NEW YORK (CNN/Money) -
Federal regulators formally filed civil fraud charges against Xerox Thursday, ending a two-year investigation of the troubled copier maker, but people close to the case said an investigation of the company's former executives and its auditor are moving ahead.
The SEC filed the civil complaint in federal district court and fined Xerox $10 million -- the biggest fine the agency has ever levied for accounting fraud -- adding that under a settlement agreement Xerox neither admits nor denies the fraud allegations.
Xerox stock barely reacted to news of the agreement, which Xerox announced last week.
"I think with regard to this issue, last week was really the news rather than today," Goldman Sachs analyst Jack Kelly said. "Xerox has been turning things around, other than their accounting, by cutting costs. With regard to accounting issues, I would say they've been closely scrutinized."
The complaint, filed in U.S. District Court for the Southern District of New York, alleges that between 1997 and 2000, Xerox used a variety of "accounting actions" and "accounting opportunities" to meet or exceed Wall Street expectations, and hide its true performance.
The SEC said the fuzzy accounting accelerated the company's recognition of equipment revenue by over $3 billion and increased its pre-tax earnings by about $1.5 billion.
"For Xerox, the accounting function was just another revenue source and profit opportunity," SEC Enforcement Director Stephen Cutler said in a statement. "As a result, investors were misled and betrayed."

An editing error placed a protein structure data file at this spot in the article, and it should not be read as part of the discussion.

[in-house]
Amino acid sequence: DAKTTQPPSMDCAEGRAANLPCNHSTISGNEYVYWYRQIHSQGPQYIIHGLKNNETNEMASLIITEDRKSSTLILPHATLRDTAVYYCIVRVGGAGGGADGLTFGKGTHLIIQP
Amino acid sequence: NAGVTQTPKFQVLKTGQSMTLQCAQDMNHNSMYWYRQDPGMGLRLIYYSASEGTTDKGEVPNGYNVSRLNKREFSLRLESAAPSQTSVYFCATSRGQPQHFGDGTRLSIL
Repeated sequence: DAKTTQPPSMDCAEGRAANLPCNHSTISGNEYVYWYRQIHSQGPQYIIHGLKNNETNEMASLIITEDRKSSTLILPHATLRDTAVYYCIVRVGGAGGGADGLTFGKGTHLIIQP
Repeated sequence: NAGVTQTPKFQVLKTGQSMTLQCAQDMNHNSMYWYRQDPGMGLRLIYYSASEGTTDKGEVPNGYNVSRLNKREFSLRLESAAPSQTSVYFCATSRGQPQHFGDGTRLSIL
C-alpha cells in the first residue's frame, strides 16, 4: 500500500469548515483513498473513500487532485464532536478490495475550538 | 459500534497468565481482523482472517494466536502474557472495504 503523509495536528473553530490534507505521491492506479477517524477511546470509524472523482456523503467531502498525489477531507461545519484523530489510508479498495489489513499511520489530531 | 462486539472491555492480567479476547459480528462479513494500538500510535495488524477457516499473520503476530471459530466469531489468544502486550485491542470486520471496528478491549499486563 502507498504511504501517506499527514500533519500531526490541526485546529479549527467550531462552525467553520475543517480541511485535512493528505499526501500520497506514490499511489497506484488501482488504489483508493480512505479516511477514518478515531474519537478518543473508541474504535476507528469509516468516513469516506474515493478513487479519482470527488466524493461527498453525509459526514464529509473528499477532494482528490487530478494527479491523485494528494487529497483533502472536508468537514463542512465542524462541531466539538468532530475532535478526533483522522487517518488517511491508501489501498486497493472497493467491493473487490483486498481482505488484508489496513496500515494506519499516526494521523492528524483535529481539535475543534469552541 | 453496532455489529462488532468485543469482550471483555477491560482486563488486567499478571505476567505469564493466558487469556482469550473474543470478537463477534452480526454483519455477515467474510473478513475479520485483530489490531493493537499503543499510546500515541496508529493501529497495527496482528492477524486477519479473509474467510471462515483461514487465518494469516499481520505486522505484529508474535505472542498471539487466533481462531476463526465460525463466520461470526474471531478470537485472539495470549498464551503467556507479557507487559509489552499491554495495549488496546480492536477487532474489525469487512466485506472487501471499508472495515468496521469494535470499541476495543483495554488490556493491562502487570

The $10 million fine is the largest ever levied against a firm for financial reporting fraud, the SEC said, topping the $3.5 million America Online (AOL: down $0.85 to $19.85, Research, Estimates) agreed to pay in May 2000.
The news comes a day after published reports that the SEC informed former Xerox chairman Paul Allaire, former chief financial officer Barry Romeril, KPMG partner Michael Conway and several others that they are being investigated as part of a widening probe into the company.
A source familiar with the situation confirmed Thursday that those investigations are continuing, but that the agency's investigation of Xerox is finished.
Xerox said the settlement allows the company to move on with its turnaround plan.
"The settlement with the commission effectively resolves Xerox's outstanding issues with the SEC," CEO Anne Mulcahy said. "Xerox today is a stronger company with a new management team that has taken all the right steps to turn our business around."
Xerox first announced the settlement last week, agreeing to pay the $10 million fine and restate results back to 1997. The agreement ends the SEC's two-year probe into questionable accounting practices that first began in the company's Mexico unit, but was later expanded to include how it accounted for equipment leasing.
Xerox later acknowledged it had uncovered some irregular accounting practices following its own internal investigation, saying the practices did not comply with Generally Accepted Accounting Principles (GAAP). The fuzzy accounting reduced shareholders' equity by $137 million and net worth by $76 million, Xerox said.
Xerox began settlement talks with the SEC's Division of Enforcement in March after the agency notified Xerox of plans to recommend action against the company for its alleged securities law violations.
A company spokeswoman said the fine would likely not affect financial results since Xerox has$4 billion in cash on hand.